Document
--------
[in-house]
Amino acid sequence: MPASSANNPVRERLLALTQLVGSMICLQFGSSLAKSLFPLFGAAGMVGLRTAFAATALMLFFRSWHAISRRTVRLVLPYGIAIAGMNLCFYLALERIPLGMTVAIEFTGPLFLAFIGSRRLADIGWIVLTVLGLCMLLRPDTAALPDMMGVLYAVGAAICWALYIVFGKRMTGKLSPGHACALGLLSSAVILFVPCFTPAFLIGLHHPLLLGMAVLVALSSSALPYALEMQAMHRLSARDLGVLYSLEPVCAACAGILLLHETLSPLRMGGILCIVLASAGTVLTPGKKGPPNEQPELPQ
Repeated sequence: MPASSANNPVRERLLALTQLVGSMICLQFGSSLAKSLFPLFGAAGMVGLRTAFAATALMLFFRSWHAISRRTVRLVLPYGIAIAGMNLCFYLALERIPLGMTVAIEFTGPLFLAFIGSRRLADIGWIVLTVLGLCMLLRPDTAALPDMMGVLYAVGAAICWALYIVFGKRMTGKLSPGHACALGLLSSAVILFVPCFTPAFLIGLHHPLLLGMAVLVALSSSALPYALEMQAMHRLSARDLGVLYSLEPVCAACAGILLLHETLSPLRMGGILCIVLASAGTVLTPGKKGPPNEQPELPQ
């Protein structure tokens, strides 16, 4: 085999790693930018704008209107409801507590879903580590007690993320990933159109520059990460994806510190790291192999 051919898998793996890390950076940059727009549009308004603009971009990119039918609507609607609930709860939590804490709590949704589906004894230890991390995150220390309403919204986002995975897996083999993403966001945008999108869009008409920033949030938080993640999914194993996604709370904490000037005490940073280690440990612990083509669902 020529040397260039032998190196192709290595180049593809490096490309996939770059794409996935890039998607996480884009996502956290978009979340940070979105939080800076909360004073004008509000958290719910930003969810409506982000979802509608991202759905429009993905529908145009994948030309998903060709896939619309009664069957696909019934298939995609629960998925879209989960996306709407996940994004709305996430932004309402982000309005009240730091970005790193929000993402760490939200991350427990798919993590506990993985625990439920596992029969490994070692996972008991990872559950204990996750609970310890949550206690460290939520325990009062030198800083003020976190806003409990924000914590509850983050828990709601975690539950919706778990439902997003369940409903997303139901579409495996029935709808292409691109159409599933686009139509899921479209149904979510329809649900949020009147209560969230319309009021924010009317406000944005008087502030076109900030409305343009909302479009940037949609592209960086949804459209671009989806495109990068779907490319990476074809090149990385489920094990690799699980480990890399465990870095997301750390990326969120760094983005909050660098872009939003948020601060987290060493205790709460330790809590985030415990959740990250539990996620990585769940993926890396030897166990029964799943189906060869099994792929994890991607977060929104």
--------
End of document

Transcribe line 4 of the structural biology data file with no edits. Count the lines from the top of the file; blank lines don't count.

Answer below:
């Protein structure tokens, strides 16, 4: 085999790693930018704008209107409801507590879903580590007690993320990933159109520059990460994806510190790291192999 051919898998793996890390950076940059727009549009308004603009971009990119039918609507609607609930709860939590804490709590949704589906004894230890991390995150220390309403919204986002995975897996083999993403966001945008999108869009008409920033949030938080993640999914194993996604709370904490000037005490940073280690440990612990083509669902 020529040397260039032998190196192709290595180049593809490096490309996939770059794409996935890039998607996480884009996502956290978009979340940070979105939080800076909360004073004008509000958290719910930003969810409506982000979802509608991202759905429009993905529908145009994948030309998903060709896939619309009664069957696909019934298939995609629960998925879209989960996306709407996940994004709305996430932004309402982000309005009240730091970005790193929000993402760490939200991350427990798919993590506990993985625990439920596992029969490994070692996972008991990872559950204990996750609970310890949550206690460290939520325990009062030198800083003020976190806003409990924000914590509850983050828990709601975690539950919706778990439902997003369940409903997303139901579409495996029935709808292409691109159409599933686009139509899921479209149904979510329809649900949020009147209560969230319309009021924010009317406000944005008087502030076109900030409305343009909302479009940037949609592209960086949804459209671009989806495109990068779907490319990476074809090149990385489920094990690799699980480990890399465990870095997301750390990326969120760094983005909050660098872009939003948020601060987290060493205790709460330790809590985030415990959740990250539990996620990585769940993926890396030897166990029964799943189906060869099994792929994890991607977060929104």